This is not your father’s “shop class” but rather learning a series of interrelated activities and operations that involve product design, planning, producing, materials control, quality assurance, management, and the marketing of that product. In executing its master plan for building a technically-skilled workforce, the SME Education Foundation is raising the bar for high school students with a $175,000 in funding for the introduction of Computer Integrated Manufacturing (CIM) Centers at 400 Project Lead The Way (PLTW) schools across the country while engaging industry partners and SME Chapters.
The CIM course, rewritten by the Foundation’s industry partner, PLTW, enhances students’ computer modeling skills by applying the principles of robotics and automation to the creation of three-dimensional design models. The course will be offered at 65 PLTW high schools, reaching 2,000 students in 25 states where CIM classes are currently taught. Funded states include: Alabama, California, Colorado, Connecticut, Florida, Illinois, Indiana, Iowa, Kentucky, Maryland, Massachusetts, Minnesota, Missouri, New Hampshire, New Jersey, New York, Ohio, Oklahoma, Pennsylvania, South Carolina, Tennessee, Texas, Utah, Washington, and Wisconsin.
The Foundation’s funding criteria provides up to $5,000 per school based on the number of years the CIM program has been taught, and granting the total amount or fifty percent, depending on the financial situation at the school, with either the school or an industry partner paying the other half.
The Foundation will begin working with industry advisory boards already established at each of the PLTW high schools – some of whom are manufacturers, and engage these companies and SME Chapters in setting up the new Computer Integrated Manufacturing Education Centers at high schools, asking them to serve as mentors and offer internships.
The CIM course is based on several key concepts: Computer Modeling using a three-dimensional, solid modeling software package with mass property analysis; CNC Equipment – understanding the machine tools and its operating and programming aspects; CAM Software – converting computer generated geometry into a program to drive CNC machine tools; Robotics – using a robot for material handling and assembly operations, and Flexible Manufacturing Systems – working in teams to design manufacturing work cells and table-top factory simulations.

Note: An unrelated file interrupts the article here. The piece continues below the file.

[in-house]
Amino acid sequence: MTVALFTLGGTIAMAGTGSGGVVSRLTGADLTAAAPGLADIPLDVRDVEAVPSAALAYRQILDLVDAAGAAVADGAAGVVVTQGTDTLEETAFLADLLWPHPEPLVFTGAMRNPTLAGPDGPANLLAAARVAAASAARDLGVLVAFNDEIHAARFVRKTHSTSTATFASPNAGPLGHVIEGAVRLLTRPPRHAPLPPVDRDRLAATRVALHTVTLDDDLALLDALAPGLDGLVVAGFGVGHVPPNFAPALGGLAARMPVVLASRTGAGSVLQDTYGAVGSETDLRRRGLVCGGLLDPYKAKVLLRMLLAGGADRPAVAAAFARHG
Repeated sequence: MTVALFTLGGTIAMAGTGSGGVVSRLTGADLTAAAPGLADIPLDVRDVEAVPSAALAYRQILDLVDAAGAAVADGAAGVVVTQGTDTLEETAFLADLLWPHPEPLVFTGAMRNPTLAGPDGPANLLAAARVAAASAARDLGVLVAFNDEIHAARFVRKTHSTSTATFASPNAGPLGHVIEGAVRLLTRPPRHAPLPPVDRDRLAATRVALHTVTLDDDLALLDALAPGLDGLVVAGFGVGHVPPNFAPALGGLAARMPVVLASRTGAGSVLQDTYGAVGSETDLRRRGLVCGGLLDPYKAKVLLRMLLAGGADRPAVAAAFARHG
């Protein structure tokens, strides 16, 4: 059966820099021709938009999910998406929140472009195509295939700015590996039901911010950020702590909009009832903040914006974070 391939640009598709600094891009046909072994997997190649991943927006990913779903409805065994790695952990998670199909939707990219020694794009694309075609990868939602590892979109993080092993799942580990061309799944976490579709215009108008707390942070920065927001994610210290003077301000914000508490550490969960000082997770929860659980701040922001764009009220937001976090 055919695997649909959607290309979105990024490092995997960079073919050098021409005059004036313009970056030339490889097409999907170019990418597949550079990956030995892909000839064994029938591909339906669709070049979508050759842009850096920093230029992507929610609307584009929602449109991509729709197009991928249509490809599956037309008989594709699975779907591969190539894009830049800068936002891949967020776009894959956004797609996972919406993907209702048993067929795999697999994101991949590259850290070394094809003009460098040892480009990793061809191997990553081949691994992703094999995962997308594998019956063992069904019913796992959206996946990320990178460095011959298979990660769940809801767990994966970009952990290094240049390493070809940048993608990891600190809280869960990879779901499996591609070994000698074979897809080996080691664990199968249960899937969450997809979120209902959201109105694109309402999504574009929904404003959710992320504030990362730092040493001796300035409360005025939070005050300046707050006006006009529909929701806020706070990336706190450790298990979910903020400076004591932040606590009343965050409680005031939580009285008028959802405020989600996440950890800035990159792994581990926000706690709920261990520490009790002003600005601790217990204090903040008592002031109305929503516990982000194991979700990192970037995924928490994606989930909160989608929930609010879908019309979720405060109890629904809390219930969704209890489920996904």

Says Bart Aslin, director, SME Education Foundation, “The complex, high tech processes of advanced manufacturing today calls for a highly-trained, skilled workforce, making the funding of our CIM program critically important to the economic future of our country.”
In one section of the course, “Designing for Manufacturability,” high school students learn, while at a very impressionable age, that manufacturers have an ethical responsibility to create safe products and to provide a safe work environment. They also learn manufacturers have a legal responsibility to provide safety information about their products, about following a code of conduct or code of ethics, and how to analyze case studies of engineering failures in order to avoid future failures.
The Foundation is also sponsoring the course at pre-existing partner schools in Charlotte, N.C., and Lee’s Summit, Mo. The Lee’s Summit R-7 School District’s Summit Technology Academy, Lee’s Summit, Mo. was funded on Feb. 16 for the creation of its first CIM laboratory serving students in the Kansas City region.
As next generation products continue to develop, parts for combat vehicles, molds for passenger jets, components for solar dishes, the demand for technically skilled workers is a given. In order to increase student awareness and encourage them to prepare for these jobs, the Foundation will also introduce students to the myriad career opportunities in advanced manufacturing through an upper-level high school program, the sMe Institute (summer Manufacturing institute).
According to a new study published by the National Association of Colleges and Employers (NACE), “As a group, graduates with computer-related degrees (computer programming, computer science, computer systems analysis, and information sciences/systems) posted a 6.1 percent salary increase—the highest reported in the Winter 2010 Salary Survey, which pushed their average up from $56,128 to $59,570.